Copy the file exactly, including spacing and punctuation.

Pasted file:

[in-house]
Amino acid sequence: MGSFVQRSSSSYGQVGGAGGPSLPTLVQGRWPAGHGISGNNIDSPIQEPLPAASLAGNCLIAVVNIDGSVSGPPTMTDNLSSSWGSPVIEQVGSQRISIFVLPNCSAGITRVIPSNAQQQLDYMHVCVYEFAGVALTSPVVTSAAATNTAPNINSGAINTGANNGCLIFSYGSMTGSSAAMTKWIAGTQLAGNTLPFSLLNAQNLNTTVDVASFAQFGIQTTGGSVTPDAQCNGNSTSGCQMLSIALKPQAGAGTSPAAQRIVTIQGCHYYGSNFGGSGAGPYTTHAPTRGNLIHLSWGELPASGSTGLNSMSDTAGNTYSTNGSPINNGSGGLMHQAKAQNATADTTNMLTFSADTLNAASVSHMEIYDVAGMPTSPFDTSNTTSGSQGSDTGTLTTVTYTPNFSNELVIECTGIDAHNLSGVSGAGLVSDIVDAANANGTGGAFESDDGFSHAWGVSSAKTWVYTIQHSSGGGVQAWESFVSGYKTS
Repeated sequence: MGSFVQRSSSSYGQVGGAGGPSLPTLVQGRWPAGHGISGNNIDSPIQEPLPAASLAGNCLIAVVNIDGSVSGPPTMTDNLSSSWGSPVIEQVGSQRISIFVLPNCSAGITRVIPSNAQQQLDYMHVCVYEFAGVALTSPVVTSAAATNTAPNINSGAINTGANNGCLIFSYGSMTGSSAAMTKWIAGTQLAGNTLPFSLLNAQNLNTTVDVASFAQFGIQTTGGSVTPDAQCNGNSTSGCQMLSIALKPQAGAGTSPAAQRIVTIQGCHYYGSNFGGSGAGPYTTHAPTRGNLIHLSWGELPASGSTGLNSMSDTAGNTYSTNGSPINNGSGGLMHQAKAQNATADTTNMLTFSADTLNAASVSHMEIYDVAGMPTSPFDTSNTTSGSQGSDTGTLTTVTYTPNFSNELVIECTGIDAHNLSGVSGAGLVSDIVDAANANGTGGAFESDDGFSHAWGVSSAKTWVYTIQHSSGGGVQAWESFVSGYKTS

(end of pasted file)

[in-house]
Amino acid sequence: MGSFVQRSSSSYGQVGGAGGPSLPTLVQGRWPAGHGISGNNIDSPIQEPLPAASLAGNCLIAVVNIDGSVSGPPTMTDNLSSSWGSPVIEQVGSQRISIFVLPNCSAGITRVIPSNAQQQLDYMHVCVYEFAGVALTSPVVTSAAATNTAPNINSGAINTGANNGCLIFSYGSMTGSSAAMTKWIAGTQLAGNTLPFSLLNAQNLNTTVDVASFAQFGIQTTGGSVTPDAQCNGNSTSGCQMLSIALKPQAGAGTSPAAQRIVTIQGCHYYGSNFGGSGAGPYTTHAPTRGNLIHLSWGELPASGSTGLNSMSDTAGNTYSTNGSPINNGSGGLMHQAKAQNATADTTNMLTFSADTLNAASVSHMEIYDVAGMPTSPFDTSNTTSGSQGSDTGTLTTVTYTPNFSNELVIECTGIDAHNLSGVSGAGLVSDIVDAANANGTGGAFESDDGFSHAWGVSSAKTWVYTIQHSSGGGVQAWESFVSGYKTS
Repeated sequence: MGSFVQRSSSSYGQVGGAGGPSLPTLVQGRWPAGHGISGNNIDSPIQEPLPAASLAGNCLIAVVNIDGSVSGPPTMTDNLSSSWGSPVIEQVGSQRISIFVLPNCSAGITRVIPSNAQQQLDYMHVCVYEFAGVALTSPVVTSAAATNTAPNINSGAINTGANNGCLIFSYGSMTGSSAAMTKWIAGTQLAGNTLPFSLLNAQNLNTTVDVASFAQFGIQTTGGSVTPDAQCNGNSTSGCQMLSIALKPQAGAGTSPAAQRIVTIQGCHYYGSNFGGSGAGPYTTHAPTRGNLIHLSWGELPASGSTGLNSMSDTAGNTYSTNGSPINNGSGGLMHQAKAQNATADTTNMLTFSADTLNAASVSHMEIYDVAGMPTSPFDTSNTTSGSQGSDTGTLTTVTYTPNFSNELVIECTGIDAHNLSGVSGAGLVSDIVDAANANGTGGAFESDDGFSHAWGVSSAKTWVYTIQHSSGGGVQAWESFVSGYKTS